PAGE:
Can the country afford such events at this point in time? The country has already witnessed what transpired with a government with a two-thirds majority backed by an all-powerful executive president.

A hung Parliament will undoubtedly deepen political instability further. Certainly, in such a situation, the decision-making on important matters will slow down.

If the current Government continues for the next two and a half years, the citizenry certainly will witness relentless protests, strikes, demonstrations, and all types of anti-government actions organised by the Opposition. The general public will suffer even more.

In the midst of the current political turmoil, the Government is set to introduce new tax reforms this month. It is a public secret that the untimely, reckless, and ridiculous tax cuts of the previous Government are one of the key reasons for today’s dreadful economic situation.

Tax revenue is essential for a country to provide social welfare to its citizens. Nevertheless, at present, the general public is undergoing an unbearably rough patch with a skyrocketing cost of living with inflation rising to one of the highest in the world.

Therefore, the Government must make reforms to reduce indirect taxes (80 percent of the total taxes, according to sources) that directly affect the common citizens and collect maximum direct taxes from the wealthy. It is known that there are many entities that often opt to evade direct taxes by dishonest means.

Also, business entities most likely pass the tax component to the public by increasing prices. Hence, the Government must not only have a monitoring mechanism for balancing the taxes but also a viable and strong process to nail tax evaders.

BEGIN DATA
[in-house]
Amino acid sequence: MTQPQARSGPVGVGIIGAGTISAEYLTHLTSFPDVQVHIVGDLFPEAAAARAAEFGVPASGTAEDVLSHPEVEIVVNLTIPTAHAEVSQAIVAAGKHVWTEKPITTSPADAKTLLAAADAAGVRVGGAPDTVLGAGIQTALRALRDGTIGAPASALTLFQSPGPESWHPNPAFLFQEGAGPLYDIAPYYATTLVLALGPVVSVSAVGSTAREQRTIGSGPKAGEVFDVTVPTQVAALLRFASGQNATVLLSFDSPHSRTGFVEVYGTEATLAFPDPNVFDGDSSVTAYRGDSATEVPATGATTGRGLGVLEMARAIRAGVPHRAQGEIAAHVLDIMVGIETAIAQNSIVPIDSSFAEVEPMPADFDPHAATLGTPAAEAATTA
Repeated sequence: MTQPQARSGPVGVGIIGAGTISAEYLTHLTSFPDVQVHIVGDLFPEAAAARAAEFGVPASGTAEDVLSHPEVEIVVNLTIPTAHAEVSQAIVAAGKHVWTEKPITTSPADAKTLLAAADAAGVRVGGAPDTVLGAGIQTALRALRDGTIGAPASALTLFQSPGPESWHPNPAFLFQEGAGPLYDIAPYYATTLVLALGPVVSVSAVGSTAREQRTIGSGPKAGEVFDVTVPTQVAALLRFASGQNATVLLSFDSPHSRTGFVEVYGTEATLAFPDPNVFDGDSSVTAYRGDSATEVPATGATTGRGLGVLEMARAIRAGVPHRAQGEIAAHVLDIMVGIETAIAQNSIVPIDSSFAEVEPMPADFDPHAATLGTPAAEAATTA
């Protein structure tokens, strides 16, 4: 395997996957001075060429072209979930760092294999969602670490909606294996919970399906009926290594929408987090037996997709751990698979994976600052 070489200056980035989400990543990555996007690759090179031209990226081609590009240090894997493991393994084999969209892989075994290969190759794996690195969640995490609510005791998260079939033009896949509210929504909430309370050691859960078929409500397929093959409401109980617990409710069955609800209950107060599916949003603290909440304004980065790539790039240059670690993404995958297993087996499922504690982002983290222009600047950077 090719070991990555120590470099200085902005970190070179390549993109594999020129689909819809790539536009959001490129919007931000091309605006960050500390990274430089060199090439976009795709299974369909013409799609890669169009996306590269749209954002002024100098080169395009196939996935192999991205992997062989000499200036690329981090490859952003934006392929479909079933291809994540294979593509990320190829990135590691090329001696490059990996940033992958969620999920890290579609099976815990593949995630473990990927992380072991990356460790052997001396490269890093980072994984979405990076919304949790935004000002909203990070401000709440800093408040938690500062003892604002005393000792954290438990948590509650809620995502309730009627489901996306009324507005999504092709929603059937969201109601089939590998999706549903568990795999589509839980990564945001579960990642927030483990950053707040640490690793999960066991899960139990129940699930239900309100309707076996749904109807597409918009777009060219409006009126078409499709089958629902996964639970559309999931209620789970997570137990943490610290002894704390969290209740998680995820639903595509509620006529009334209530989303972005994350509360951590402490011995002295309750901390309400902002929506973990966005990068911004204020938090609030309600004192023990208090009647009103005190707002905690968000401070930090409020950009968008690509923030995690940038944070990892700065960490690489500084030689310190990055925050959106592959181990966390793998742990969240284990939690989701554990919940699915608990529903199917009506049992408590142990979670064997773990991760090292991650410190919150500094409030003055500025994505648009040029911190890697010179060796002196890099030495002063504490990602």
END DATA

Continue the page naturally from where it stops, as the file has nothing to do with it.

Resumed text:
Tax reforms

Other than the focus on increasing state revenue through tax reforms, the government’s attention to other areas such as exports, tourism, and small and medium-scale industries, and the restructuring of loss-making SOEs, is seemingly at a snail’s pace.

Time and again, Ministers or State Ministers make public announcements with pledges, but the country is yet to witness real action. The public is done with such pledges from politicians. The public’s trust in political parties and their members is at its lowest point.

However, the good news is that exports have been performing at peak levels for the past year through their own efforts.

The tourism industry is showing signs of some recovery in the coming season, provided the peace remains without disruptive disturbances by political parties and their followers. Whilst the SME sector suffers immensely for a number of reasons, nothing tangible takes place in the much-talked restructuring of loss-making state-owned enterprises.

To the whims and fancies of their masters, trade union spokespersons continue to make destructive public statements, confusing the entire nation, with figures that are mostly unsubstantiated and contradictory. Customarily, the government’s response is most often late, lethargic, and unconvincing, even on matters that can be verified and presented with correct data easily.

Irresponsible and politically biased media, some television stations, in particular, keep spreading negative information that can create chaos. They do it for two possible reasons.

Either to support their favoured political party or to lift their ratings. Even bureaucrats and professionals are divided on most of the common issues. Simply put, the entire society is divided and has no knowledge of the reality lying ahead.

Perhaps, the IMF is the only institution that will provide substantial financial assistance to Sri Lanka at this juncture. Very few other lending institutions, such as the Asian Development Bank and the World Bank, will also help with small contributions. Whatever the feasible emergency foreign assistance is due to receive, it will not be sufficient to get out of the current economic crisis.

The only remedy is to unite to combat the common enemy. Regrettably, neither politicians nor the majority of the general public seems ready as yet to create a common platform to create a stabilised economy.